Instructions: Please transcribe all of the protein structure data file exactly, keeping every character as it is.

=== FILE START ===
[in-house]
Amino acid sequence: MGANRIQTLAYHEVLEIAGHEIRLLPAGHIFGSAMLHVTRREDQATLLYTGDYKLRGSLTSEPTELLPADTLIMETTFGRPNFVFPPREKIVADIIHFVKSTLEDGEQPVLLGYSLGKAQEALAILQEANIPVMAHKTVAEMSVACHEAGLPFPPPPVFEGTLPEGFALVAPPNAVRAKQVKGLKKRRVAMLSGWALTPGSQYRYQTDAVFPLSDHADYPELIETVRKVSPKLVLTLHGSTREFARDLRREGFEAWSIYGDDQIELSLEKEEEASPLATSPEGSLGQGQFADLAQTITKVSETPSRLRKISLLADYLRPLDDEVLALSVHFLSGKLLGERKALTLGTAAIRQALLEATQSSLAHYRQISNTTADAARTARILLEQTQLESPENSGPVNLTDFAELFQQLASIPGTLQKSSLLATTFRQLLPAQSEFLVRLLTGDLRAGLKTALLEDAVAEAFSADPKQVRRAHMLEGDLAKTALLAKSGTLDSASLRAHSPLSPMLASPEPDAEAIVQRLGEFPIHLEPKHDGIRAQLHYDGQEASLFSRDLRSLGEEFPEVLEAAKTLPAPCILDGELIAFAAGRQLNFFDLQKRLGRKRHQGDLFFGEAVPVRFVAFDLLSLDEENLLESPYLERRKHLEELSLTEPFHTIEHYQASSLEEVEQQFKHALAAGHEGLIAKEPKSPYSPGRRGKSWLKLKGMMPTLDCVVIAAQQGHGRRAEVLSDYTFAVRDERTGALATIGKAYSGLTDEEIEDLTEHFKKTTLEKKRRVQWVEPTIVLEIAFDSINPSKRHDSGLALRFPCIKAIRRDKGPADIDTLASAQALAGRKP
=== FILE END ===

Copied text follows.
[in-house]
Amino acid sequence: MGANRIQTLAYHEVLEIAGHEIRLLPAGHIFGSAMLHVTRREDQATLLYTGDYKLRGSLTSEPTELLPADTLIMETTFGRPNFVFPPREKIVADIIHFVKSTLEDGEQPVLLGYSLGKAQEALAILQEANIPVMAHKTVAEMSVACHEAGLPFPPPPVFEGTLPEGFALVAPPNAVRAKQVKGLKKRRVAMLSGWALTPGSQYRYQTDAVFPLSDHADYPELIETVRKVSPKLVLTLHGSTREFARDLRREGFEAWSIYGDDQIELSLEKEEEASPLATSPEGSLGQGQFADLAQTITKVSETPSRLRKISLLADYLRPLDDEVLALSVHFLSGKLLGERKALTLGTAAIRQALLEATQSSLAHYRQISNTTADAARTARILLEQTQLESPENSGPVNLTDFAELFQQLASIPGTLQKSSLLATTFRQLLPAQSEFLVRLLTGDLRAGLKTALLEDAVAEAFSADPKQVRRAHMLEGDLAKTALLAKSGTLDSASLRAHSPLSPMLASPEPDAEAIVQRLGEFPIHLEPKHDGIRAQLHYDGQEASLFSRDLRSLGEEFPEVLEAAKTLPAPCILDGELIAFAAGRQLNFFDLQKRLGRKRHQGDLFFGEAVPVRFVAFDLLSLDEENLLESPYLERRKHLEELSLTEPFHTIEHYQASSLEEVEQQFKHALAAGHEGLIAKEPKSPYSPGRRGKSWLKLKGMMPTLDCVVIAAQQGHGRRAEVLSDYTFAVRDERTGALATIGKAYSGLTDEEIEDLTEHFKKTTLEKKRRVQWVEPTIVLEIAFDSINPSKRHDSGLALRFPCIKAIRRDKGPADIDTLASAQALAGRKP